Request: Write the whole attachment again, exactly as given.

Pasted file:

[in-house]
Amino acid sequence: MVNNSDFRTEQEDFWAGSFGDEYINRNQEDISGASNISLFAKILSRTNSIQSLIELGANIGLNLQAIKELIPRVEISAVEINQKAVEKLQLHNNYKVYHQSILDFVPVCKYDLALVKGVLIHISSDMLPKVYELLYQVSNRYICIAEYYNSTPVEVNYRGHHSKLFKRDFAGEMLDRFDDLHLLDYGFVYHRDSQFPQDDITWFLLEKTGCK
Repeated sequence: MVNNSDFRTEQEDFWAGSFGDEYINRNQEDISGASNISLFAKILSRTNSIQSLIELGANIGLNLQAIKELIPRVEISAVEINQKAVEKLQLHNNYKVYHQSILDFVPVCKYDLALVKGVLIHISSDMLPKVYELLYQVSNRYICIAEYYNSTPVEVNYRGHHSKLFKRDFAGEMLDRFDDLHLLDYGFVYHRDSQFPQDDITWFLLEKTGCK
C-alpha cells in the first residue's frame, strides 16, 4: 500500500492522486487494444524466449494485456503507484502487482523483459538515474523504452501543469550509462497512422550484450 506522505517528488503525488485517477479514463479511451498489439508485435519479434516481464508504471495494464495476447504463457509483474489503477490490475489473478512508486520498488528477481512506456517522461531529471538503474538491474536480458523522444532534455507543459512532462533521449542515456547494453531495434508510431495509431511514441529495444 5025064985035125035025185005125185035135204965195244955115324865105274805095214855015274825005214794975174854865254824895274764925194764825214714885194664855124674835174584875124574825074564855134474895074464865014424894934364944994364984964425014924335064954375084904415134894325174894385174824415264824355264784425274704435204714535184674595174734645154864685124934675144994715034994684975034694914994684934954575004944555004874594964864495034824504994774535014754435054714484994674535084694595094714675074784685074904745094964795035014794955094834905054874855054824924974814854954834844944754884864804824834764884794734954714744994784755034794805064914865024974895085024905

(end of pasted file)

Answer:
[in-house]
Amino acid sequence: MVNNSDFRTEQEDFWAGSFGDEYINRNQEDISGASNISLFAKILSRTNSIQSLIELGANIGLNLQAIKELIPRVEISAVEINQKAVEKLQLHNNYKVYHQSILDFVPVCKYDLALVKGVLIHISSDMLPKVYELLYQVSNRYICIAEYYNSTPVEVNYRGHHSKLFKRDFAGEMLDRFDDLHLLDYGFVYHRDSQFPQDDITWFLLEKTGCK
Repeated sequence: MVNNSDFRTEQEDFWAGSFGDEYINRNQEDISGASNISLFAKILSRTNSIQSLIELGANIGLNLQAIKELIPRVEISAVEINQKAVEKLQLHNNYKVYHQSILDFVPVCKYDLALVKGVLIHISSDMLPKVYELLYQVSNRYICIAEYYNSTPVEVNYRGHHSKLFKRDFAGEMLDRFDDLHLLDYGFVYHRDSQFPQDDITWFLLEKTGCK
C-alpha cells in the first residue's frame, strides 16, 4: 500500500492522486487494444524466449494485456503507484502487482523483459538515474523504452501543469550509462497512422550484450 506522505517528488503525488485517477479514463479511451498489439508485435519479434516481464508504471495494464495476447504463457509483474489503477490490475489473478512508486520498488528477481512506456517522461531529471538503474538491474536480458523522444532534455507543459512532462533521449542515456547494453531495434508510431495509431511514441529495444 5025064985035125035025185005125185035135204965195244955115324865105274805095214855015274825005214794975174854865254824895274764925194764825214714885194664855124674835174584875124574825074564855134474895074464865014424894934364944994364984964425014924335064954375084904415134894325174894385174824415264824355264784425274704435204714535184674595174734645154864685124934675144994715034994684975034694914994684934954575004944555004874594964864495034824504994774535014754435054714484994674535084694595094714675074784685074904745094964795035014794955094834905054874855054824924974814854954834844944754884864804824834764884794734954714744994784755034794805064914865024974895085024905